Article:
checks with their names and the amounts received, and the words “Congressional
Check” or “Republican Check” across the top in large writing, with the seal of
the United States Congress. Those photos were actually edited stock photos, as
was an alleged version of then-Congressman Darrell Issa’s Financial Disclosure
Report, indicating that he had received either a “Congressional Check” of
$410,000 or a “Republican Check” of $410,000, which was not true.
The “Congressional Checks” promotion was
changed to “Republican Checks,” apparently to better target its audience. Also,
consumers were immediately charged $49 rather than being given a free trial.
Some of the later “Republican Checks” ads specified that the checks would be
paid by “private sector institutions known as ‘fiscally transparent entities.’
” In later 2018, a new ad included as part of a Q&A the statement “don’t
take the term ‘Congressional check’ too literally. It’s a nickname for the
payments politicians receive from REITs, master limited partnerships and other
pass-through securities…Cutting taxes on pass-through earnings was almost
like giving law makers a special bonus for voting in favor of the bill. So I
decided to call the payouts from pass-through entities Congressional checks.
But really, they’re just the regular payouts that these kinds of companies
always make.”
The House of Representatives contacted
agencies including the FTC about this promotion, noting that “[t]he Clerk has
already received seven letters from individuals attempting to apply to the
Clerk to collect their ‘Congressional Checks.’ ” Defendants ultimately stopped
promoting the book.
As to the diabetes book, the FTC argued that
five health claims were unsubstantiated by reliable clinical trials and
therefore false and misleading: that the protocol in the book would “cure,
treat, or mitigate type 2 diabetes or its symptoms,” that it didn’t require
restricted or changed diet; that “Supplements, including Himalayan Silk, Epsom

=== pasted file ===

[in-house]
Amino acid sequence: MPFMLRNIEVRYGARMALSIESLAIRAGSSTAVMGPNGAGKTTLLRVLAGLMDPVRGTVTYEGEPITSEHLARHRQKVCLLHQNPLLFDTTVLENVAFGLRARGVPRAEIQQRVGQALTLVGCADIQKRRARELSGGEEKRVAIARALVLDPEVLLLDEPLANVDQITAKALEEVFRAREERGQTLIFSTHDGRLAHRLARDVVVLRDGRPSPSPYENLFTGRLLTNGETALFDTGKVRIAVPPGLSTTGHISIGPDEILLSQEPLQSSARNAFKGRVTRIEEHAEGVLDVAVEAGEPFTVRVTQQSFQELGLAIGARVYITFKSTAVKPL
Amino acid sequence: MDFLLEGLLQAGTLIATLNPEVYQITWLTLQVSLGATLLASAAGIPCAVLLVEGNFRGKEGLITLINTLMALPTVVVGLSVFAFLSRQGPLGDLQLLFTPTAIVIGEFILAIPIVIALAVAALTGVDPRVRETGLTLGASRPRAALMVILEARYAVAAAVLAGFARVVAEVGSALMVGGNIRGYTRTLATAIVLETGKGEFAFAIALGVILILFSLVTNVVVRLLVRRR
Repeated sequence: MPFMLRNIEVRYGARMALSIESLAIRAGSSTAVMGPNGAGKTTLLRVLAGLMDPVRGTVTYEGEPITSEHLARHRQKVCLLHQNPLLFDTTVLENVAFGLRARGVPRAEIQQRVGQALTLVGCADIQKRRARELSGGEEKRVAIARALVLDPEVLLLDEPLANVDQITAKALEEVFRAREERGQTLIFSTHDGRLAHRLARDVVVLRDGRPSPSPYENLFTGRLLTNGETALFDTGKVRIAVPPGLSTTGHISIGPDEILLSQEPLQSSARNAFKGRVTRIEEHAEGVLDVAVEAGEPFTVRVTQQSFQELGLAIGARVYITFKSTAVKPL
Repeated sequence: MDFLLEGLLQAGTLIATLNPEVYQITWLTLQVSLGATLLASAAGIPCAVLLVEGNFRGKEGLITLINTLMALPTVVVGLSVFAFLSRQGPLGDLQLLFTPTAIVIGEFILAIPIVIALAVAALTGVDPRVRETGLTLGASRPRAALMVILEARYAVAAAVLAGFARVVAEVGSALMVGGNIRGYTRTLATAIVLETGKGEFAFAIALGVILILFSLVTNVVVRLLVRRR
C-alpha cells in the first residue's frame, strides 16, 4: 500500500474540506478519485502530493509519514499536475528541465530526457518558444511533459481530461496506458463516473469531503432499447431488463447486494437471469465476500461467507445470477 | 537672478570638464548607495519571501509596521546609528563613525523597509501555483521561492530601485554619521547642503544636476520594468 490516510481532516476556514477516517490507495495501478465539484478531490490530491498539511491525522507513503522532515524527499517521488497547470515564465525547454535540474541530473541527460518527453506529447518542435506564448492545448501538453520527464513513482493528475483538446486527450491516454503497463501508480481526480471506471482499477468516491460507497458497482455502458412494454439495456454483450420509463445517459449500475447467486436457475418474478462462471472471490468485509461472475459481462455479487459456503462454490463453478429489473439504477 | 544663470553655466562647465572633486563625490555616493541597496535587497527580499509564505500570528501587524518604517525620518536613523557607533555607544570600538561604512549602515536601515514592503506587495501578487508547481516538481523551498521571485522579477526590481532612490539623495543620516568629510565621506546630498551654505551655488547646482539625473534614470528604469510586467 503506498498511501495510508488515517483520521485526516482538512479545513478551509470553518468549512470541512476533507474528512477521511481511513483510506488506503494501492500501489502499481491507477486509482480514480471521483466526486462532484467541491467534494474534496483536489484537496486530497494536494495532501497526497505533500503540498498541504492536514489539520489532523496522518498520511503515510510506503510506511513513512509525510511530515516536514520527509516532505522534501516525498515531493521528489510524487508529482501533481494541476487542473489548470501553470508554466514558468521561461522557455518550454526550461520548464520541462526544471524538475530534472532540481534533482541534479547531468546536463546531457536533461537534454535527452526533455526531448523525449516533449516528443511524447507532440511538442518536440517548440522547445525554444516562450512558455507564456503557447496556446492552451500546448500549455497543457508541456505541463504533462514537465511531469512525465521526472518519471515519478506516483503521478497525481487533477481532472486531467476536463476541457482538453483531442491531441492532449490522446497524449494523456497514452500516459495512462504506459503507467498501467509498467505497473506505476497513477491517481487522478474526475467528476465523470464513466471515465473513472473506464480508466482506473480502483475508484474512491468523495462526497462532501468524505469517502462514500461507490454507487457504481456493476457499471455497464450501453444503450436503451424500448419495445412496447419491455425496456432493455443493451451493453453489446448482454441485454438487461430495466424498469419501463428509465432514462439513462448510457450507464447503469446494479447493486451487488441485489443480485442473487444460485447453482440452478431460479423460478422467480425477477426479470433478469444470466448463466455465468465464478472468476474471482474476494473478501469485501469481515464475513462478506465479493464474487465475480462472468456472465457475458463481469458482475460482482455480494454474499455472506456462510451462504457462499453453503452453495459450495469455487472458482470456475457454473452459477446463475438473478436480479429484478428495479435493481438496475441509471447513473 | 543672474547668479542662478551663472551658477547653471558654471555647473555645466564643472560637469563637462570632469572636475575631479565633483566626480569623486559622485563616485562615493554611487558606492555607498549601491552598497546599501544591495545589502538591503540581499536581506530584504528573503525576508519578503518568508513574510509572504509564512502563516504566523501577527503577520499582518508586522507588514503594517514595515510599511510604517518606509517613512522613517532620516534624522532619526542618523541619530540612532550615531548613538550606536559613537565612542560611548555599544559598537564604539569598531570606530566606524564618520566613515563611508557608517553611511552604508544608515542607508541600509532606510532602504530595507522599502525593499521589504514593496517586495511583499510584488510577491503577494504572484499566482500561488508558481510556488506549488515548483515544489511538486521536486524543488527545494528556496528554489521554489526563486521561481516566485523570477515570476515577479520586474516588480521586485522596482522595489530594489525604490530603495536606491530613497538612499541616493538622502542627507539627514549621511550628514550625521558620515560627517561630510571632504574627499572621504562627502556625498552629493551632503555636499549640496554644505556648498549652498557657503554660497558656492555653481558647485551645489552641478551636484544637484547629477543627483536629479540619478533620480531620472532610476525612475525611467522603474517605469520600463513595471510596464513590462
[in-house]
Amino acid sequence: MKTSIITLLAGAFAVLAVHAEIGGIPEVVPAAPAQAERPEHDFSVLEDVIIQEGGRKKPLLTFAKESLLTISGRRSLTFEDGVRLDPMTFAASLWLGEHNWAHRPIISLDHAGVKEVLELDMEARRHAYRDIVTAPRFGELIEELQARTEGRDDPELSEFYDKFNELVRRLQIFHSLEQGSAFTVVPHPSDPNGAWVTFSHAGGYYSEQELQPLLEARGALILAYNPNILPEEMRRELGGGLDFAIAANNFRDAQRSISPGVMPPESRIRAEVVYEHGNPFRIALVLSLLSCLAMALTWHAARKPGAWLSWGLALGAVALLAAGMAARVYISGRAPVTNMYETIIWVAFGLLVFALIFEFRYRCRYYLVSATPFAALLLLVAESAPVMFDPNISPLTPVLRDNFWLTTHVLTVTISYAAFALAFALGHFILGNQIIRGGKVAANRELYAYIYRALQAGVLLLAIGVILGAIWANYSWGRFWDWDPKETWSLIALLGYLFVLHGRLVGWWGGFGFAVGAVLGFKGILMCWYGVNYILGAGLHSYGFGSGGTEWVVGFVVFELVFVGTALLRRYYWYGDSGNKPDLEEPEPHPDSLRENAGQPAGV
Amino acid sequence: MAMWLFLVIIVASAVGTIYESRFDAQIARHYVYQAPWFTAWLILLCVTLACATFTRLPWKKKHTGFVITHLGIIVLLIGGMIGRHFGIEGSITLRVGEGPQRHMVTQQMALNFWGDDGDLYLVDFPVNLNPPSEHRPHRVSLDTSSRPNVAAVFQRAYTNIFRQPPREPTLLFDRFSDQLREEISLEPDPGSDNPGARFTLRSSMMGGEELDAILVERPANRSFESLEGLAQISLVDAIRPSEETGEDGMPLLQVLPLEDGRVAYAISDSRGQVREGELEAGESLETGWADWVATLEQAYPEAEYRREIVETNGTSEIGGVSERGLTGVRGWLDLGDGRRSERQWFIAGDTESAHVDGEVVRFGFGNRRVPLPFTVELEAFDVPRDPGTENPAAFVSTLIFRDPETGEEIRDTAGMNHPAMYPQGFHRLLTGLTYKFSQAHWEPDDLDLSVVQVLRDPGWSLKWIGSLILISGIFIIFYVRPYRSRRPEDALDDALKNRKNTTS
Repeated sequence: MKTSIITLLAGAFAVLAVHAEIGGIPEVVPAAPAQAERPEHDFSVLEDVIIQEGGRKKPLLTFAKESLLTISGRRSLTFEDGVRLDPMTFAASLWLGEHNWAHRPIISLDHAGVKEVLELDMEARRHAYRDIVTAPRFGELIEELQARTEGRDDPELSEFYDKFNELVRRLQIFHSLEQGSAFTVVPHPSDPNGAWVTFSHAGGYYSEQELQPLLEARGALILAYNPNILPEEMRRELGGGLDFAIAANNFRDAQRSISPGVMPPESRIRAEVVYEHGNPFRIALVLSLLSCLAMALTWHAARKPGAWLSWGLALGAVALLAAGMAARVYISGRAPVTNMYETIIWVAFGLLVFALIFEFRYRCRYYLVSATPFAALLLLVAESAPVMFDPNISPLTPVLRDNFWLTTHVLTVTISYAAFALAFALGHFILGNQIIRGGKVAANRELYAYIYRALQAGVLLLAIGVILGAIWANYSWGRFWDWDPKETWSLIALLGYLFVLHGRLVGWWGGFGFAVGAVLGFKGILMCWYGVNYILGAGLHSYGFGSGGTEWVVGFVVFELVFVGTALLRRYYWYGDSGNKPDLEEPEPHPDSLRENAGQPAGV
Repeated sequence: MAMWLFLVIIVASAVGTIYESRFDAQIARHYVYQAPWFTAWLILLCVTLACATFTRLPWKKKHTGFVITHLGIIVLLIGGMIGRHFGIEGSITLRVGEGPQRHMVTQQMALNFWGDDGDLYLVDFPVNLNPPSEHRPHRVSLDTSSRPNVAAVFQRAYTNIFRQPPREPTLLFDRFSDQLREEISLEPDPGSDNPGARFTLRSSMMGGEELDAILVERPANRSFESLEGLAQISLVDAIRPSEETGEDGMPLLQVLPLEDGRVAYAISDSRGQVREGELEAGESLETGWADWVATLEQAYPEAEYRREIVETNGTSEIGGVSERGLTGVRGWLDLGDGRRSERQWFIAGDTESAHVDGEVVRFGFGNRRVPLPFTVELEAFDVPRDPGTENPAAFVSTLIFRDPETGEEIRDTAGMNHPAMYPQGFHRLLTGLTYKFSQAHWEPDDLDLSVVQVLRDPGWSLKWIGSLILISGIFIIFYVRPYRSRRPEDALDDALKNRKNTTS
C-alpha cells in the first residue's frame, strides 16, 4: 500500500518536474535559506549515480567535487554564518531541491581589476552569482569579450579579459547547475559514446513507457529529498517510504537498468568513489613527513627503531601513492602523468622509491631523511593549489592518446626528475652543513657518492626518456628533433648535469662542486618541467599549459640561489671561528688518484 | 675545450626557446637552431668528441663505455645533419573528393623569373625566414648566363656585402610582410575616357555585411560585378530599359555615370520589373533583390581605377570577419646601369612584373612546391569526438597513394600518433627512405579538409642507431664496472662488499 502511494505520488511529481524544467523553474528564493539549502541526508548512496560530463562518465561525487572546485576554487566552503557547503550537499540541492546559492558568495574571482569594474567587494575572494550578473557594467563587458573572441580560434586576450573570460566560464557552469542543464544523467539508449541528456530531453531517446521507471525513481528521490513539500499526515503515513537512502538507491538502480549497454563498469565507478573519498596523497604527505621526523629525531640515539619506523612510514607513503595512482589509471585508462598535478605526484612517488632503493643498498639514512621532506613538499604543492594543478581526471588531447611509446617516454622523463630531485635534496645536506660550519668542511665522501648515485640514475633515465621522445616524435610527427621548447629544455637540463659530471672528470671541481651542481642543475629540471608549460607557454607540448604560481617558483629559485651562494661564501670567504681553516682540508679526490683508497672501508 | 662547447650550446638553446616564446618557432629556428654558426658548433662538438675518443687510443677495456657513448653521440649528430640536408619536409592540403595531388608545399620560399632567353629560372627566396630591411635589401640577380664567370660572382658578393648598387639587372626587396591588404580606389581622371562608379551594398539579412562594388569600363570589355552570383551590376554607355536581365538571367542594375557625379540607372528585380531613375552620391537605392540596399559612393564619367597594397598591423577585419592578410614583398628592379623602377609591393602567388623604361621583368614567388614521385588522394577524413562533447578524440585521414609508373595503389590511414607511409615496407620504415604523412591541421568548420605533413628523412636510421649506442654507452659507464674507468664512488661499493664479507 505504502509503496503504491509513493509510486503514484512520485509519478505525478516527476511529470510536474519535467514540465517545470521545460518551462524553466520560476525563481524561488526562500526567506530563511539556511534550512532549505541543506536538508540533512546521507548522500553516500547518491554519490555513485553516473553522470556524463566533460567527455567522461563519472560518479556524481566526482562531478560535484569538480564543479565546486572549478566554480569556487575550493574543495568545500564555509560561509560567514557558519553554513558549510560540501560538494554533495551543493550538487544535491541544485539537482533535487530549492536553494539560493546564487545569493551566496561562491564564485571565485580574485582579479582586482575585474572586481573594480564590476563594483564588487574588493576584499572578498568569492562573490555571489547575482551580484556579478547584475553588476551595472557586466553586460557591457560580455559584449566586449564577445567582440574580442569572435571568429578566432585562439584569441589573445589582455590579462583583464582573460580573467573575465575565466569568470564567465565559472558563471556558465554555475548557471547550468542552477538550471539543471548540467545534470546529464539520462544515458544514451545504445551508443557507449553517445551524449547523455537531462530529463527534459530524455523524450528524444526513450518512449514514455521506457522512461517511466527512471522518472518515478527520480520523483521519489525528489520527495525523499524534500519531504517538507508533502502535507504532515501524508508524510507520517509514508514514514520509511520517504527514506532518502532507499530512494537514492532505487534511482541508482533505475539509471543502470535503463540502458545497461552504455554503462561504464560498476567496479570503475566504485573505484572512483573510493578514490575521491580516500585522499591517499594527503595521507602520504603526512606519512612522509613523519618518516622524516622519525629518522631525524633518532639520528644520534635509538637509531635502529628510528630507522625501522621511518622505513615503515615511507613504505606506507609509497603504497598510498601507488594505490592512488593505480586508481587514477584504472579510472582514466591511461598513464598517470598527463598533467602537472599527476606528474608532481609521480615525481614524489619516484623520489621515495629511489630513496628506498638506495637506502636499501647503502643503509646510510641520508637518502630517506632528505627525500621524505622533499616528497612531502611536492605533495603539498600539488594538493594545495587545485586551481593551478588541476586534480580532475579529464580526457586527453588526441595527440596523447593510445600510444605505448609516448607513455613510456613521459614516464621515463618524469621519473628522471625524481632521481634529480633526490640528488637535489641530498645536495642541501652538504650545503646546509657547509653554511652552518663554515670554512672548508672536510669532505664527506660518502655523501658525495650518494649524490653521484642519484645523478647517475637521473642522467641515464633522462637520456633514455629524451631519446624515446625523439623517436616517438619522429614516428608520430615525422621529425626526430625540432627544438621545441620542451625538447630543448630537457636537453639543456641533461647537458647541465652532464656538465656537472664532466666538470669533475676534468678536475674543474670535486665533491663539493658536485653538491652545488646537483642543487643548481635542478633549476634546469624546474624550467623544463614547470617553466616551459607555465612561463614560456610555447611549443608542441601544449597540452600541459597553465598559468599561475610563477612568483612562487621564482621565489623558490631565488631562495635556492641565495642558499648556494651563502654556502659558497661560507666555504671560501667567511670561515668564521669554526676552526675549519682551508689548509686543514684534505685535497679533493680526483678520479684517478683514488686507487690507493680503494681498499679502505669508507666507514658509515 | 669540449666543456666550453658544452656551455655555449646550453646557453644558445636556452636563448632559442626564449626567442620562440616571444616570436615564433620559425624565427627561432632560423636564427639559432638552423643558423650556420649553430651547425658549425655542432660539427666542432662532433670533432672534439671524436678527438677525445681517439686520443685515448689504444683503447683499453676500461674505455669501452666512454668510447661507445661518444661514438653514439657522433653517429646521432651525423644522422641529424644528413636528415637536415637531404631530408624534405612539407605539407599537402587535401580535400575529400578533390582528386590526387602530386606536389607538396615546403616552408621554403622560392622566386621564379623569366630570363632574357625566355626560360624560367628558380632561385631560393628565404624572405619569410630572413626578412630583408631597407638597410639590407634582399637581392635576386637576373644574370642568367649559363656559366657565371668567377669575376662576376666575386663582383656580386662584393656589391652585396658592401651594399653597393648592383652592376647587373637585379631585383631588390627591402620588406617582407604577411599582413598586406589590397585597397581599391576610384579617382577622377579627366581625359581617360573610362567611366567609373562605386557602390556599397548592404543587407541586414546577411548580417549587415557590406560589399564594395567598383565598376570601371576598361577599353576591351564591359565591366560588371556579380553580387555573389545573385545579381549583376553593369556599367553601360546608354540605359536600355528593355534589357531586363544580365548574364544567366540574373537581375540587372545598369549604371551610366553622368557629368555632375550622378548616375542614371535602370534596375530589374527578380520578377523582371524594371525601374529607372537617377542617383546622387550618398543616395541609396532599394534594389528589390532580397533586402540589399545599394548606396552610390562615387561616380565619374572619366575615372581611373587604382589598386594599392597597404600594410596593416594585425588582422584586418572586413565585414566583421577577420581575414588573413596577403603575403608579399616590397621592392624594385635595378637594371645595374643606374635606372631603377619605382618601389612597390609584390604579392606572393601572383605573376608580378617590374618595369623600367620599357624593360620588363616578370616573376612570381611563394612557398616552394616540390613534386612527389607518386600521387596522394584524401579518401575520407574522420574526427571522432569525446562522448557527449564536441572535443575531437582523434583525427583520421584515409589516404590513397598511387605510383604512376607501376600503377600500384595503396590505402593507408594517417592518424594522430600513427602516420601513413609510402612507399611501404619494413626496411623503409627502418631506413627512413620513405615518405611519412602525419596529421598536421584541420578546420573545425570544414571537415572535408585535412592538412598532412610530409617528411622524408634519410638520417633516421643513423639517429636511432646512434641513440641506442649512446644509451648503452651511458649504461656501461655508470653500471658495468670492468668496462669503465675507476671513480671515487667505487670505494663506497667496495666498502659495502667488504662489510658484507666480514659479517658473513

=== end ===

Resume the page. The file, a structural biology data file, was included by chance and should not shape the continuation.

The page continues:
Blue, and Chromanite, will, either alone or in combination, cure, treat, or
mitigate type 2 diabetes or its symptoms,” that “Type 2 diabetes is caused by [non-ionizing
radiation] exposure,” and that “[c]onsumers can prevent Type 2 diabetes through
the use of Non-Ionizing Radiation ‘blockers,’ or by otherwise avoiding NIR.” The
FTC also alleged that the claim that the protocol “is scientifically proven to
cure, treat, or mitigate type 2 diabetes or its symptoms in 28 days” was a
false establishment claim.
However, the court declined to impose the
standard requiring “competent and reliable scientific evidence” to substantiate
health claims, because defendants were selling books, not medical supplements,
devices, or services. “In the cases cited by the FTC, the respective defendants
marketed products that would be sold for the buyer to consume, and purportedly
reap the alleged benefits. The FTC has not identified any case in which a court
has applied the health-related efficacy standard in the circumstances presented
here.”  The FTC conceded that the book
was free to exist, and the book wasn’t itself commercial speech. As the court
pointed out, unlike with a drug or device, the consumer could read the book and
decide not to use the advice, and the book would still have succeeded in its
intended function: being read.
Thus, when the ads for the book just describe
the contents of the book, they’re protected to the same level as the book
itself.  However, defendants’ marketing
material didn’t stick to the book.  The
ads claimed that consumers didn’t need to change their diets, while the book
recommended specific dietary changes. “[T]he divergent statements made in the
promotion can be isolated and differentiated from the protected statements made
in the book.” 
Nonetheless, in determining whether
defendants made false or misleading claims in advertising, the court did not
require competent and reliable scientific evidence for the claims from the
book; it asked only whether defendants misrepresented the contents. [Of course,
that begs the question: are the contents “a way to cure diabetes” or are they